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Permanent link (DOI): https://doi.org/10.7939/R3DP8H

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An Exploration of the Selection Processes of North American Male Basketball Players into European Professional Leagues Open Access

Descriptions

Other title
Subject/Keyword
Basketball
Selection Processes
Sport Labour Migration
Type of item
Thesis
Degree grantor
University of Alberta
Author or creator
Ferguson, Daniel J
Supervisor and department
Washington, Marvin (Business)
Examining committee member and department
Deephouse, David (Business)
Denison, Jim (Physical Education and Recreation)
Department
Physical Education and Recreation
Specialization

Date accepted
2012-08-27T13:50:49Z
Graduation date
2012-11
Degree
Master of Arts
Degree level
Master's
Abstract
Based on Norbert Elias’ Figurational Theory, the purpose of this study is to explore the processes of import player selection; specifically of North American male basketball players into European professional leagues. Primary data was collected via semi-structured interviews, where open-ended questions were asked to coaches, players, and agents on their experiences within import player selection processes. Consistent with Baur & Ernst’s (2011) four stage model for figurational studies, supplementary data was used to contextualize the primary data. Following the data collection, a latent content analysis was used to organize the data into meaningful illustrations. This data set was triangulated by supplementary sources including archival documents and the researcher’s insider-perspective. Themes of status, legitimacy, and interdependent networks were found to most accurately describe the experiences of selection. Each theme represented distinct procedures within player selection, yet these procedures were found to function as interweaved and normalized processes.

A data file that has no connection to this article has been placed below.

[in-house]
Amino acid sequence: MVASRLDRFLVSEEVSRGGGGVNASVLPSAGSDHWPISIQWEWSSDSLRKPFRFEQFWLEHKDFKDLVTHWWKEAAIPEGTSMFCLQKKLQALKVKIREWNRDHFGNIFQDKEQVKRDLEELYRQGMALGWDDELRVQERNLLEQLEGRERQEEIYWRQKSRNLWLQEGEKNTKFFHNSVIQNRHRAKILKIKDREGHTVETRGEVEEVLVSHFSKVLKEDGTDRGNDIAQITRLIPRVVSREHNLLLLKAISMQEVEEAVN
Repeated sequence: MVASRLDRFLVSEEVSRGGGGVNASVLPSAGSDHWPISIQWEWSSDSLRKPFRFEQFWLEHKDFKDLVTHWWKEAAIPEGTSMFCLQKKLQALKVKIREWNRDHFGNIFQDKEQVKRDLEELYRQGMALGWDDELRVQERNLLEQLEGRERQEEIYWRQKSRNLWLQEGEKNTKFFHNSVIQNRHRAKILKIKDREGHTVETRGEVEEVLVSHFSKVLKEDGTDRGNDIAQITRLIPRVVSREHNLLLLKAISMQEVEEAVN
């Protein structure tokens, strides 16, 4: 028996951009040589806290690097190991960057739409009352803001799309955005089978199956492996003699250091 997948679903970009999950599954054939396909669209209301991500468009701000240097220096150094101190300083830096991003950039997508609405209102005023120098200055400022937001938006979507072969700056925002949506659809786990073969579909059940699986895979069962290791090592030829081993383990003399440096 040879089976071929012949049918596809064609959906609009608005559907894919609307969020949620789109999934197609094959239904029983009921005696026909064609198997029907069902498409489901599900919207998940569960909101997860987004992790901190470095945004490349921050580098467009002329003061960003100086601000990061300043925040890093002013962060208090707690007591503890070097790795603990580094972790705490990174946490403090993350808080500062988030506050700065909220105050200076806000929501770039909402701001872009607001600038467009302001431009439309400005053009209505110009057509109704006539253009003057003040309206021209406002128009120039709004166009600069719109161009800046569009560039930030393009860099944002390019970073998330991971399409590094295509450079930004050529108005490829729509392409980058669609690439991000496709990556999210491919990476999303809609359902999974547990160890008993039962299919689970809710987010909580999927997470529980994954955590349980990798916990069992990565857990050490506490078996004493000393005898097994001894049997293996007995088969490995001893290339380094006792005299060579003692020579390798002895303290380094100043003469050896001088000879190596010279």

Language
English
DOI
doi:10.7939/R3DP8H
Rights
Permission is hereby granted to the University of Alberta Libraries to reproduce single copies of this thesis and to lend or sell such copies for private, scholarly or scientific research purposes only. Where the thesis is converted to, or otherwise made available in digital form, the University of Alberta will advise potential users of the thesis of these terms. The author reserves all other publication and other rights in association with the copyright in the thesis and, except as herein before provided, neither the thesis nor any substantial portion thereof may be printed or otherwise reproduced in any material form whatsoever without the author's prior written permission.
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